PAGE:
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Original article

Uptake of health insurance among Muslims in Nairobi county, Kenya

Uptake of health insurance among Muslims in Nairobi county, Kenya

Mohammed Abdi Hassan1,&, Wanja Mwaura-Tenambergen1, Muthoni Mwangi Eunice1


1Department of Health Systems Management, School of Medical Education, Kenya Methodist University, Nairobi, Kenya



&Corresponding author
Mohammed Abdi Hassan, Department of Health Systems Management, School of Medical Education, Kenya Methodist University, Nairobi, Kenya




Introduction: in Kenya and the world across, health insurance has been reckoned as an important health policy that serves to protect households from the direct financial consequences of health care and meet the Sustainable Development Goal of Universal Health Coverage and Poverty Eradication. However, health insurance uptake has remained to be a major challenge for universal health care coverage especially among Kenyan Muslims who have conflicting religious faith towards conventional health insurance. This study had two main objectives: (1) to determine level of uptake of health insurance among Muslims and (2) to examine the role of religion in health insurance uptake among Muslims.


Methods: the study adopted a cross-sectional study design. Post-stratified sampling was used to select 389 respondents who participated in the survey questionnaires. Descriptive statistics, cross-tabulation and Test of independence (Chi-square) were used to analyze quantitative data using SPSS Version 20.


Results: findings revealed that only 86(22%) of Muslims were enrolled in a health insurance scheme. Among the 86 Muslims who had an insurance cover, Majority were enrolled in National Health Insurance Fund (65,70.6%) while 21(29.4%) were enrolled in private health insurance schemes. Among the 303 Muslims who had no insurance cover, 285 (94.1%)preferred being enrolled in Takaful Health insurance which is Shariah Compliant. Religion played a significant role on choice and enrollment of Muslims to health insurance schemes. Religious beliefs and Shariah teachings had a statistically significant relationship with uptake of health insurance (p < 0.05).


Conclusion: uptake of health insurance among Muslims is low despite the growing population of Muslims in Kenya partly due to Muslims strong religious belief and Shariah laws, which prohibits them from enrolling into conventional insurance hence limiting freedom of individual decisions on the insurance schemes to enroll in. Despite high demand for health insurance products among Muslims, there lacks health insurances products aligned to the religious beliefs and needs of Muslim hence exposing them to hefty medical bills which deepens poverty and inaccessibility to basic health care.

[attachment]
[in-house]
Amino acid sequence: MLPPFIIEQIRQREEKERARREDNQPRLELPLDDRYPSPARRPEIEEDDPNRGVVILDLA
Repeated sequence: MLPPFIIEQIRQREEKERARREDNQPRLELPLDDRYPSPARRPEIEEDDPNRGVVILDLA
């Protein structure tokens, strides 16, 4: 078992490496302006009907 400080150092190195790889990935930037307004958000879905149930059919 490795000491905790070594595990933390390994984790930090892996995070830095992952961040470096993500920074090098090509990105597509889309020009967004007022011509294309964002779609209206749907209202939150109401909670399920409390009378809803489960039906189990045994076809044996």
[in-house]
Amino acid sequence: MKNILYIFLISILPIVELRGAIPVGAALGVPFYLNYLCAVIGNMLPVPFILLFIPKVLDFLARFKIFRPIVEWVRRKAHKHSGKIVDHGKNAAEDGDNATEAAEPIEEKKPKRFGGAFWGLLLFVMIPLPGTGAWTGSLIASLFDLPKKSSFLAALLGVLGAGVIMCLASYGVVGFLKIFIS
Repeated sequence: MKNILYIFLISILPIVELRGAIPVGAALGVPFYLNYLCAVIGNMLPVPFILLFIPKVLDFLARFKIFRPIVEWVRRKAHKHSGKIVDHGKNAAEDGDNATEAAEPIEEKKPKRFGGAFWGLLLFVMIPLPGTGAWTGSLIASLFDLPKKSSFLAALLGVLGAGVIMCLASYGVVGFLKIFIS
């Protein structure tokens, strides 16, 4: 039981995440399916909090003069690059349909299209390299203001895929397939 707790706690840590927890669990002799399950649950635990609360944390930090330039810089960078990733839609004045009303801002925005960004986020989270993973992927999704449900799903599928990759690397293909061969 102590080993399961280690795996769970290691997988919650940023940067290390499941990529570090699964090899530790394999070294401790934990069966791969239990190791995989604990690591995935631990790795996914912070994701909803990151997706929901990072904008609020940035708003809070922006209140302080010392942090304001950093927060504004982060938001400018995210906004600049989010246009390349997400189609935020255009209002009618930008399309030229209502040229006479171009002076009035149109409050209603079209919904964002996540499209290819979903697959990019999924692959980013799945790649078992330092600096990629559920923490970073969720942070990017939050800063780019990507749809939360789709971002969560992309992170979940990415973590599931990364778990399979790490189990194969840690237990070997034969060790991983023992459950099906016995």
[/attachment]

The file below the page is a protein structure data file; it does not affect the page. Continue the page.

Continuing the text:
Introduction    Down

Financing healthcare delivery in the country is an insurmountable challenge to the economy and a hindrance to equitable access to high standard healthcare services [1]. Many countries including Kenya have been seeking for ways of how their health financing systems can provide sufficient financial risk protection to all of the population against the costs of healthcare irrespective of their diversity and religious affiliation. Proper health care financing ensures that the population not only has access to health care but also use the health services when they need them. Lack of health insurance has profound negative impact on health indicators when a large proportion is not covered. This is more critical in developing countries like Kenya where health sector is underfunded by approximately sixty to seventy percent [2]. As a result, in Kenya, many people incur significant out of pocket payment for health services whenever they need them due to lack of health insurance. This has led to catastrophic spending to a level of impoverishing the family unit through sale of assets and diversion of their meager income to cover medicare bills and expenditures [3]. The Kenyan households bear the greater burden of about 40% of the healthcare costs through out of pocket cash payment that on average drive at least one million economically marginal Kenyans below the poverty line annually, whenever sickness in the family occurs [1, 2]. Research indicates that the NHIF and other forms of health insurers have not been able to effectively reach out to majority of Kenyans, especially the poor, those in the informal sector and those with strong religious beliefs against conventional insurance like the Muslims [4].